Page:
Israel captured the West Bank in 1967 from the Kingdom of Jordan, which had occupied the territory since its 1948-49 war with Israel. Prior to 1948, the area, like Israel, was administered by the United Kingdom. The land itself wasn’t even referred to as “the West Bank” until Jordan seized it during the 1948 War; before that it was commonly referred to as Judea and Samaria.

In fact, a 1957 map in the New York Times, as well as a May 17, 1970 dispatch from that paper (“Time Stands Still in an Israeli-Occupied Town”), among elsewhere, claim that the West Bank belonged to Jordan—despite the fact that only the U.K. recognized the Hashemite Kingdom’s post-1948 occupation of that territory. It is easy, it seems, for news outlets and pundits to grant Arab sovereignty over the land, but Jewish claims are too hard to swallow.

There is, however, a basis for such claims. In fact, as CAMERA has documented (see, for example “The West Bank—Jewish Territory Under International Law,” July 1, 2014), Israel has a foundation for asserting sovereignty over the area. Further, the League of Nations Palestine Mandate, adopted later by the United Nations, calls for “close Jewish settlement on the land” west of the Jordan River in Article 6. The U.N. Charter, Chapter XII, Article 80, upholds the Mandate’s provisions. The 1920 San Remo Treaty and the 1924 Anglo-American Convention also enshrined Jewish territorial claims into international law. Three quarters of that land originally intended for the Palestine Mandate, the “East Bank,” went to the establishment of the state of Transjordan, today’s Jordan, in 1921.

In the 1990s, when Israeli and Palestinian leaders signed the Oslo peace agreements, the sides agreed that the status of the West Bank would be decided in negotiations between the sides, and today its rightful and ultimate disposition remains in contention.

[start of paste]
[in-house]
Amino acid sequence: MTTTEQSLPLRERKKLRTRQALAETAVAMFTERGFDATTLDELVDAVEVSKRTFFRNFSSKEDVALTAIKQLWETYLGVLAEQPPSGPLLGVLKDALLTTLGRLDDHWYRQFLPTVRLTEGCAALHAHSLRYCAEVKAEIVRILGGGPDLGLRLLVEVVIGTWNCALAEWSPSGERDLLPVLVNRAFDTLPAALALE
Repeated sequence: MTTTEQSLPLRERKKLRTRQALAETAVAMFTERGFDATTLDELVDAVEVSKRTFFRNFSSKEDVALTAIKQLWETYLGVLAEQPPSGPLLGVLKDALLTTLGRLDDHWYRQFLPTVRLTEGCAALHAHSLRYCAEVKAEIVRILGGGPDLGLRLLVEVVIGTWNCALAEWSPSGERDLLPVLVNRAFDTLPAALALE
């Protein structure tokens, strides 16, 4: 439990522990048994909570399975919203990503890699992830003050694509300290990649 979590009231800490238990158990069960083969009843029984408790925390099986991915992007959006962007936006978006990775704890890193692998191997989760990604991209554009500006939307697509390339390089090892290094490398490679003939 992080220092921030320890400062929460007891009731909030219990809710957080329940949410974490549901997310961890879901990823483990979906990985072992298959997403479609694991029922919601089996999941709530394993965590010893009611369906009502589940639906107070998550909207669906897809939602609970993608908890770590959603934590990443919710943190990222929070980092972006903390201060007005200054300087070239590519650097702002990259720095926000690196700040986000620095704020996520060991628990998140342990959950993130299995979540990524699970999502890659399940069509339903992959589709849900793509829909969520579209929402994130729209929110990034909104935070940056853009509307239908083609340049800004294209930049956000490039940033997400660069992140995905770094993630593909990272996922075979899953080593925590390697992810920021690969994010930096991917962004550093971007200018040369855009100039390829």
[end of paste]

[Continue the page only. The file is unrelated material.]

Thus, the West Bank areas under discussion are disputed and their ultimate disposition has yet to be decided. Unfortunately, this hasn’t stopped other news outlets from describing them as “Palestinian territories.” The New York Times, the Los Angeles Times, and the Washington Post, among others, have used the terminology, but all have—at CAMERA’s urging—issued corrections. As recently as May 16, 2020, CAMERA prompted the Wall Street Journal to issue a correction, noting:

“A Trump administration Israeli-Palestinian peace plan would allow Israel to annex parts of the occupied West Bank. In some editions Thursday, a caption with a Page One photo incorrectly referred to those parts of the West Bank as Palestinian territory. Under the Olso accords, sovereignty over the West Bank is disputed, pending a final peace settlement.”

Regrettably, as of this writing, Foreign Affairs has declined to respond to CAMERA’s request for a correction. The publication describes itself as “the leading magazine for in-depth analysis of U.S. foreign policy” throughout the world, including the Middle East. And numerous leading officials and world leaders have published influential essays in its pages. Accurate and precise information is essential to worthwhile policy debates. By carelessly using the terms “annexation” and “Palestinian land,” the esteemed magazine is making such debates—already heated—that much harder.